In This Article Expand or collapse the "in this article" section Italian Rhetoricians

  • Introduction
  • Italian Rhetoricians and Law

Medieval Studies Italian Rhetoricians
Elisabetta Bartoli
  • LAST MODIFIED: 26 May 2022
  • DOI: 10.1093/obo/9780195396584-0300


In giving an overview of the Italian rhetoricians between the 12th and 15th centuries, we encounter authors who made their mark on the history of rhetoric, others who changed rhetorical-philosophical culture in a broader sense, and others still who were crucial for normative literature on the art of written and spoken discourse. Although their rhetoric was derived from the forensic activities of classical Latin, medieval rhetoricians did not limit themselves to the study of legal language or oratory persuasion. They also discussed written and spoken discourse while declaring their interest in the ornatus in various fields of application. Consequently, various artes and a number of authors are found under the aegis of medieval rhetoric. Medieval rhetoric was both a theoretical and a practical discipline; as such, it was used for speculative purposes, and it also had numerous concrete applications, which have been taken into account. Medieval literature was a European phenomenon: what the masters developed in Italy, thanks to the translatio studi and the clerici vagantes, immediately reached the other side of the Alps, enriching the theories of the local masters and, in turn, acquiring new elements itself. This dialectic of exchanges would produce, in the centuries explored here, several rhetoricians so important (such as Bernard, Bene of Florence, Pietro della Vigna, Dante, Petrarch, Barzizza, Guarino, etc.) that they had a profound impact on European culture, preparing and building a republic of humanist “literature” that should be seen as the result of a cultural continuity with the Late Middle Ages, and certainly not as a break from it. The citations chosen for this article correspond to two times of division and change: the earliest period (12th century) is known for the birth of the ars dictandi, the discipline that teaches correct letter-writing, although the instructions contained in the treatises are intended for all prose texts; the latest period (15th century) is characterized by the presence of liminal authors, such as Valla, Alberti, Flavio Biondo, etc., with whom it marked the start of a perceptible change in dictatio, rhetorically and philologically speaking. This bibliography has been organized into three main sections. General Reference is aimed at anyone looking for information in specialist but easy-to-consult texts such as encyclopedias, dictionaries, and compendiums. Texts is dedicated to anyone dealing with philological-literary disciplines or looking for information from primary sources; listed here are many editions and specific studies about textual transmission selected for their innovative impact on rhetoric. Studies is primarily critical and includes selections related to pre-humanist and humanist rhetoric, which provide users with a selection of essays useful for an interpretative reading of these phenomena. Each section addresses an important theoretical topic discussed by Italian rhetoricians in the Middle Ages or concerns the main areas of critical debate on the subject: this bibliography is designed for scholars and students who wish to deepen their philological-literary, historical, socio-anthropological, and comparative knowledge, and for those who are looking for essays about highly specialized topics related to rhetoric and who could benefit even without a direct reading of medieval Latin sources.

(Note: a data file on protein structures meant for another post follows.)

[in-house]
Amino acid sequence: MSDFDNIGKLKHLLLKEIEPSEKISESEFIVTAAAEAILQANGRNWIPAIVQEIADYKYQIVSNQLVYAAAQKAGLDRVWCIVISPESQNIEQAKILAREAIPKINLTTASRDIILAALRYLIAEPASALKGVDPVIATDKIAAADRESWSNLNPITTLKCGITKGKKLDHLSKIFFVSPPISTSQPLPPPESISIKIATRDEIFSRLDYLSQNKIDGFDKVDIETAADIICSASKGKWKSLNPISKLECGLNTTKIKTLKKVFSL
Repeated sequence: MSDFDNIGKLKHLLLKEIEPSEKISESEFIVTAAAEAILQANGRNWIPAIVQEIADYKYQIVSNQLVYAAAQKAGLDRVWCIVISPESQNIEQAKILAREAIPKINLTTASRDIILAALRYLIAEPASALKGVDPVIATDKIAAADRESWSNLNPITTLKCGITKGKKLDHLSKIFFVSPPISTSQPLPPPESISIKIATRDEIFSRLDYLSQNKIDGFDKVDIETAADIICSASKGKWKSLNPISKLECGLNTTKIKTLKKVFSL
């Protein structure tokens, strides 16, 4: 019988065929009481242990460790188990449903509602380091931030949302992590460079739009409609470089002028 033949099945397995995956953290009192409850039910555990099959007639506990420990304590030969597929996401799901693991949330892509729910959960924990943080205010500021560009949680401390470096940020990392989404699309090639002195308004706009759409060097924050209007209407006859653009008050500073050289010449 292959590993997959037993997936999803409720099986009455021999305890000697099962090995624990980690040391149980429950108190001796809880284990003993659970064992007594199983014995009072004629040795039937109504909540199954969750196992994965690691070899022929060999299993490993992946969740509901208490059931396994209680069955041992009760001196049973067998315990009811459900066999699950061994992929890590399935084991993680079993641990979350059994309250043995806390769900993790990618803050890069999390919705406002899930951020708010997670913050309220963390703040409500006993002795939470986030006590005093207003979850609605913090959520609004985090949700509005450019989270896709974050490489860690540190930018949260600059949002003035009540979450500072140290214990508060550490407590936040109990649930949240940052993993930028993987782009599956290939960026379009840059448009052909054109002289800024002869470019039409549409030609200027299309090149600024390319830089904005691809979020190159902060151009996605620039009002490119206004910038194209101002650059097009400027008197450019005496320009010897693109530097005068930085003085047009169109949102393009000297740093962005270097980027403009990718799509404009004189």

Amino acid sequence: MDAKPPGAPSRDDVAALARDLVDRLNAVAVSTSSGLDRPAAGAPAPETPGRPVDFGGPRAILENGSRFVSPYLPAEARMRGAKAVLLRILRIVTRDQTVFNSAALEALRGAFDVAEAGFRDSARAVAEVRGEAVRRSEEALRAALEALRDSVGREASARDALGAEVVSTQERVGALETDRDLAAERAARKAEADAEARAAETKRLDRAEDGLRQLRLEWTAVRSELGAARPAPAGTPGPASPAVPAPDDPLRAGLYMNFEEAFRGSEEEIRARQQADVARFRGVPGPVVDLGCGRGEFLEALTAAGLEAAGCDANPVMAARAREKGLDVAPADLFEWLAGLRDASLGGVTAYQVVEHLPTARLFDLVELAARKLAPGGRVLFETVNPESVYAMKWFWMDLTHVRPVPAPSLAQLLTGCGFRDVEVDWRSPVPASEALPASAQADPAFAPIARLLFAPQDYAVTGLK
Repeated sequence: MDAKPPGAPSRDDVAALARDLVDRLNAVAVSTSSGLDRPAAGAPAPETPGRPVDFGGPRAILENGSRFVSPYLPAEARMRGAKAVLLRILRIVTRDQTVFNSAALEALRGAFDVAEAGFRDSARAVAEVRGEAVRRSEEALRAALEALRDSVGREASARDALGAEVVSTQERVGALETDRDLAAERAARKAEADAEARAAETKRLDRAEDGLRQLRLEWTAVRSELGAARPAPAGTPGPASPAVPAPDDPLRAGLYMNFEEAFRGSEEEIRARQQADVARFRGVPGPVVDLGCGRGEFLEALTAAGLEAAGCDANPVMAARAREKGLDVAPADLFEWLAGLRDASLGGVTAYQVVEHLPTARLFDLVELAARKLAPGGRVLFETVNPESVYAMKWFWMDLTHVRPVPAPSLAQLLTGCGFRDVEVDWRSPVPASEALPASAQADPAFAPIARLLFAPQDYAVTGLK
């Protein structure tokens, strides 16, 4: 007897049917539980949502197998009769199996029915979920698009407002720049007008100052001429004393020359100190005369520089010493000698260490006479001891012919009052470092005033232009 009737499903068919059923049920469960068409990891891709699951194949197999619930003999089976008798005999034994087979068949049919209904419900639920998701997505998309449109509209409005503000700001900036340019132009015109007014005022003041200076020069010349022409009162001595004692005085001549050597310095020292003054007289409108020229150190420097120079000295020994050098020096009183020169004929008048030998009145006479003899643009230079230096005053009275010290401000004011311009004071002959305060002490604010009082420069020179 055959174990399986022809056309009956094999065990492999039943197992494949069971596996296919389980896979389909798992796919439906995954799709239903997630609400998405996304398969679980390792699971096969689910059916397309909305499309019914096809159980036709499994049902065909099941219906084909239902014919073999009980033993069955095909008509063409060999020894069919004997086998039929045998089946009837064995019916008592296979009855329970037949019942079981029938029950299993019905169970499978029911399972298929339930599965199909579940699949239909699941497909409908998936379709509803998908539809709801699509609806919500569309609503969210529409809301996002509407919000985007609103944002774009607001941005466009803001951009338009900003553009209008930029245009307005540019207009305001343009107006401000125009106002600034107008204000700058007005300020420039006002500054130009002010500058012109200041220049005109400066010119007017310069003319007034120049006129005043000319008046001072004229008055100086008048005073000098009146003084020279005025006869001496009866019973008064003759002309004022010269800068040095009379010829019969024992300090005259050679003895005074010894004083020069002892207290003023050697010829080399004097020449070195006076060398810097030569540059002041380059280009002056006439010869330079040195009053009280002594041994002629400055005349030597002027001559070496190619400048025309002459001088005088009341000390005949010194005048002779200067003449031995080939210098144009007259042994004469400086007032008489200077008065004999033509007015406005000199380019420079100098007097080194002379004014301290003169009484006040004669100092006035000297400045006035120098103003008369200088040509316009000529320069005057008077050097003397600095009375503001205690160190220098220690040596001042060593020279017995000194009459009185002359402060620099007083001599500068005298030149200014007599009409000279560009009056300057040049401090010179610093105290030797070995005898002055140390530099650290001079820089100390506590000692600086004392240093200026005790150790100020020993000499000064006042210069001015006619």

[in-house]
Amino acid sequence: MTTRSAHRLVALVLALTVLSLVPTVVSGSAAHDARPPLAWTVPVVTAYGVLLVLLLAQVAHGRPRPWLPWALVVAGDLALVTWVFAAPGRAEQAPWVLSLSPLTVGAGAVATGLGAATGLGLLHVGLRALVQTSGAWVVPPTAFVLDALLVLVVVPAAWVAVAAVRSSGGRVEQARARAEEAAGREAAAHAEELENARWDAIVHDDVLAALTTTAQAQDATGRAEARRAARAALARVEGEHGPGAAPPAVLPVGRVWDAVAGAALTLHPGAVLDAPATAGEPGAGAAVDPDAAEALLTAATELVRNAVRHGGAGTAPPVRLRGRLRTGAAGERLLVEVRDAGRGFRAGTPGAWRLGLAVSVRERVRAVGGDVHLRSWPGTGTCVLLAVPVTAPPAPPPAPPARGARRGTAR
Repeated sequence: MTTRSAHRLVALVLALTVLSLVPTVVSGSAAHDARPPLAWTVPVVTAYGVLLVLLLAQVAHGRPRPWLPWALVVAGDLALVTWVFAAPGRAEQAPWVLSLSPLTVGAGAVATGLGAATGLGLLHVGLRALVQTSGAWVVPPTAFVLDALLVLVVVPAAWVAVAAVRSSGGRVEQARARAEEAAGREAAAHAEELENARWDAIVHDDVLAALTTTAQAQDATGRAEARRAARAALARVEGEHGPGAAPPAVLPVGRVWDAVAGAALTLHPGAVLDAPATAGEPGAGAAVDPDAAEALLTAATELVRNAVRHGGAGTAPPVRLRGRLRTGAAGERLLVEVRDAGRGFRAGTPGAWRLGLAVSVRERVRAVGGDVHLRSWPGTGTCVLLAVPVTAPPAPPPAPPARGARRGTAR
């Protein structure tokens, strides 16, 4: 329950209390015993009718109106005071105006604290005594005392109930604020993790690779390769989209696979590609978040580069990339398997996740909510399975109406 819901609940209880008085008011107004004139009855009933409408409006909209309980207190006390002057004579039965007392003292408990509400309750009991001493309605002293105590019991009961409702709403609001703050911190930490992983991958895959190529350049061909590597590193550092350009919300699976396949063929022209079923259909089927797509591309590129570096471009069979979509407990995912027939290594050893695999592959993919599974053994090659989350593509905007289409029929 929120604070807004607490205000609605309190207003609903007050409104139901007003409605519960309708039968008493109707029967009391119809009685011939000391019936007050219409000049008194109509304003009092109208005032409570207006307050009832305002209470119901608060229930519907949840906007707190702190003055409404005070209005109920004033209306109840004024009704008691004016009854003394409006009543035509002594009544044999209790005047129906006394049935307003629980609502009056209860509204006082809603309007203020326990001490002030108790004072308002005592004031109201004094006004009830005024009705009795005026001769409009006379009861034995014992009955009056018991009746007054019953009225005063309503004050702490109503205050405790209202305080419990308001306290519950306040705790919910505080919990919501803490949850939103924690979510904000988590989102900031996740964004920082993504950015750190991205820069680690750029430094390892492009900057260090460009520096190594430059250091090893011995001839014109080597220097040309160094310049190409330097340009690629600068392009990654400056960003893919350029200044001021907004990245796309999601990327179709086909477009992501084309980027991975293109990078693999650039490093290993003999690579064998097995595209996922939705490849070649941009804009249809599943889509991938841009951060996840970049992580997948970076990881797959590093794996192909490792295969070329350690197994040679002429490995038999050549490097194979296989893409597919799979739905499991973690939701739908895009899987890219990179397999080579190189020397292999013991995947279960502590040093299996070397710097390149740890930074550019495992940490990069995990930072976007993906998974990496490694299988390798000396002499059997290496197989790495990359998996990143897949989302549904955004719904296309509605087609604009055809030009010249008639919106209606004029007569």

General Reference

The general works selected correspond to the two approaches outlined earlier: texts useful in a philological-literary sense (with access to sources where appropriate) and critical essays on the authors mentioned; this introductory section prioritizes contributions that analyze several authors together and try to provide a general overview and comprehensive reading of a cultural period. This section is organized into three subsections: Census and Catalogues; Compendiums Contributions, Miscellanies; Web References.

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